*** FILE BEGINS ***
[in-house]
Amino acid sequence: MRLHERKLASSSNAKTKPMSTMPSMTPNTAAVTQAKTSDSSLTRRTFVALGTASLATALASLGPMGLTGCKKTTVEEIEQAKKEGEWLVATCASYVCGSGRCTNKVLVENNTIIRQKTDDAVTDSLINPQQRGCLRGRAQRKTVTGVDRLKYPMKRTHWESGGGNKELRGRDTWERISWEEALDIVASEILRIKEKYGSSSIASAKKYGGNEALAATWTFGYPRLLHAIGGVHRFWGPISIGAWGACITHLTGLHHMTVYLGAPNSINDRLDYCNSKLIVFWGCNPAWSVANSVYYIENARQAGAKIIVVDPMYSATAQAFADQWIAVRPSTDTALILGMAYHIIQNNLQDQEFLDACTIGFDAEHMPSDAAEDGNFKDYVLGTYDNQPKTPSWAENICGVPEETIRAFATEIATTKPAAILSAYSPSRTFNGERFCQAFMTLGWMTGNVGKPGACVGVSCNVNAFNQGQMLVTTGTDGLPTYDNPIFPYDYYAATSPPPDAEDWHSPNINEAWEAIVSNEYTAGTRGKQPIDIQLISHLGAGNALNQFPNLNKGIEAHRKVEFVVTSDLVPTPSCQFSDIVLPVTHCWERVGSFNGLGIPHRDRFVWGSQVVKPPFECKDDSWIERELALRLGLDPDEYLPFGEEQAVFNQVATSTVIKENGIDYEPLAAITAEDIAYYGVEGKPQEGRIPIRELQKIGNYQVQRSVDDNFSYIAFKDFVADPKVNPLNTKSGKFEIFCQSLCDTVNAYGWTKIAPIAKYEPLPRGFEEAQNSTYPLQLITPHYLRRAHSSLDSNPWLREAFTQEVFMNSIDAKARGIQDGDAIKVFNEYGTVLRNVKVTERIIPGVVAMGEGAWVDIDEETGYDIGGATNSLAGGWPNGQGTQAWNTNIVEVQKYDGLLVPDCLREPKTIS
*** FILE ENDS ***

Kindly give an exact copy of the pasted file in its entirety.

[in-house]
Amino acid sequence: MRLHERKLASSSNAKTKPMSTMPSMTPNTAAVTQAKTSDSSLTRRTFVALGTASLATALASLGPMGLTGCKKTTVEEIEQAKKEGEWLVATCASYVCGSGRCTNKVLVENNTIIRQKTDDAVTDSLINPQQRGCLRGRAQRKTVTGVDRLKYPMKRTHWESGGGNKELRGRDTWERISWEEALDIVASEILRIKEKYGSSSIASAKKYGGNEALAATWTFGYPRLLHAIGGVHRFWGPISIGAWGACITHLTGLHHMTVYLGAPNSINDRLDYCNSKLIVFWGCNPAWSVANSVYYIENARQAGAKIIVVDPMYSATAQAFADQWIAVRPSTDTALILGMAYHIIQNNLQDQEFLDACTIGFDAEHMPSDAAEDGNFKDYVLGTYDNQPKTPSWAENICGVPEETIRAFATEIATTKPAAILSAYSPSRTFNGERFCQAFMTLGWMTGNVGKPGACVGVSCNVNAFNQGQMLVTTGTDGLPTYDNPIFPYDYYAATSPPPDAEDWHSPNINEAWEAIVSNEYTAGTRGKQPIDIQLISHLGAGNALNQFPNLNKGIEAHRKVEFVVTSDLVPTPSCQFSDIVLPVTHCWERVGSFNGLGIPHRDRFVWGSQVVKPPFECKDDSWIERELALRLGLDPDEYLPFGEEQAVFNQVATSTVIKENGIDYEPLAAITAEDIAYYGVEGKPQEGRIPIRELQKIGNYQVQRSVDDNFSYIAFKDFVADPKVNPLNTKSGKFEIFCQSLCDTVNAYGWTKIAPIAKYEPLPRGFEEAQNSTYPLQLITPHYLRRAHSSLDSNPWLREAFTQEVFMNSIDAKARGIQDGDAIKVFNEYGTVLRNVKVTERIIPGVVAMGEGAWVDIDEETGYDIGGATNSLAGGWPNGQGTQAWNTNIVEVQKYDGLLVPDCLREPKTIS